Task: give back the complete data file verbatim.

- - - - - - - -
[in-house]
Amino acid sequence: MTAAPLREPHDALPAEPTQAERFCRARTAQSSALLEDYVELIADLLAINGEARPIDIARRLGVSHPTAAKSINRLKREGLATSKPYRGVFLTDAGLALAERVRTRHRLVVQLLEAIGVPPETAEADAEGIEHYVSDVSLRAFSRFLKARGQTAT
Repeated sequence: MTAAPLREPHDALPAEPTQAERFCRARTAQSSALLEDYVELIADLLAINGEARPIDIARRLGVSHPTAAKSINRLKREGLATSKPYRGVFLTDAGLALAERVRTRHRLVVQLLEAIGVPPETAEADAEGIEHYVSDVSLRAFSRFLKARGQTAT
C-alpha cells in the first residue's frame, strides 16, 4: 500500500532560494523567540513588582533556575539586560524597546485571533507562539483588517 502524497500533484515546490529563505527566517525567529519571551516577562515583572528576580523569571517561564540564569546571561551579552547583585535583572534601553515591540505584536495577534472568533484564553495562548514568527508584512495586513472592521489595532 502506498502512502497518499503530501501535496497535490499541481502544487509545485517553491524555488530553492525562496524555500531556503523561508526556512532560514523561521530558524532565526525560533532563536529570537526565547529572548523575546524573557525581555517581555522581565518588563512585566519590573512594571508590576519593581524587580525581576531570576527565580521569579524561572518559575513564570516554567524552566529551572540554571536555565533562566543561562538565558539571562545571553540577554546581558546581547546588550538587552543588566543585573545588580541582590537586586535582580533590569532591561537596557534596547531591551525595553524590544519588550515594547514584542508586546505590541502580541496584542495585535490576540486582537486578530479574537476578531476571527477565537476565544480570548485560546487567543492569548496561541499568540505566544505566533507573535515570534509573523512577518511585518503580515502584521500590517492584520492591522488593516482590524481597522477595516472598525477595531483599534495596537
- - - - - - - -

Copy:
[in-house]
Amino acid sequence: MTAAPLREPHDALPAEPTQAERFCRARTAQSSALLEDYVELIADLLAINGEARPIDIARRLGVSHPTAAKSINRLKREGLATSKPYRGVFLTDAGLALAERVRTRHRLVVQLLEAIGVPPETAEADAEGIEHYVSDVSLRAFSRFLKARGQTAT
Repeated sequence: MTAAPLREPHDALPAEPTQAERFCRARTAQSSALLEDYVELIADLLAINGEARPIDIARRLGVSHPTAAKSINRLKREGLATSKPYRGVFLTDAGLALAERVRTRHRLVVQLLEAIGVPPETAEADAEGIEHYVSDVSLRAFSRFLKARGQTAT
C-alpha cells in the first residue's frame, strides 16, 4: 500500500532560494523567540513588582533556575539586560524597546485571533507562539483588517 502524497500533484515546490529563505527566517525567529519571551516577562515583572528576580523569571517561564540564569546571561551579552547583585535583572534601553515591540505584536495577534472568533484564553495562548514568527508584512495586513472592521489595532 502506498502512502497518499503530501501535496497535490499541481502544487509545485517553491524555488530553492525562496524555500531556503523561508526556512532560514523561521530558524532565526525560533532563536529570537526565547529572548523575546524573557525581555517581555522581565518588563512585566519590573512594571508590576519593581524587580525581576531570576527565580521569579524561572518559575513564570516554567524552566529551572540554571536555565533562566543561562538565558539571562545571553540577554546581558546581547546588550538587552543588566543585573545588580541582590537586586535582580533590569532591561537596557534596547531591551525595553524590544519588550515594547514584542508586546505590541502580541496584542495585535490576540486582537486578530479574537476578531476571527477565537476565544480570548485560546487567543492569548496561541499568540505566544505566533507573535515570534509573523512577518511585518503580515502584521500590517492584520492591522488593516482590524481597522477595516472598525477595531483599534495596537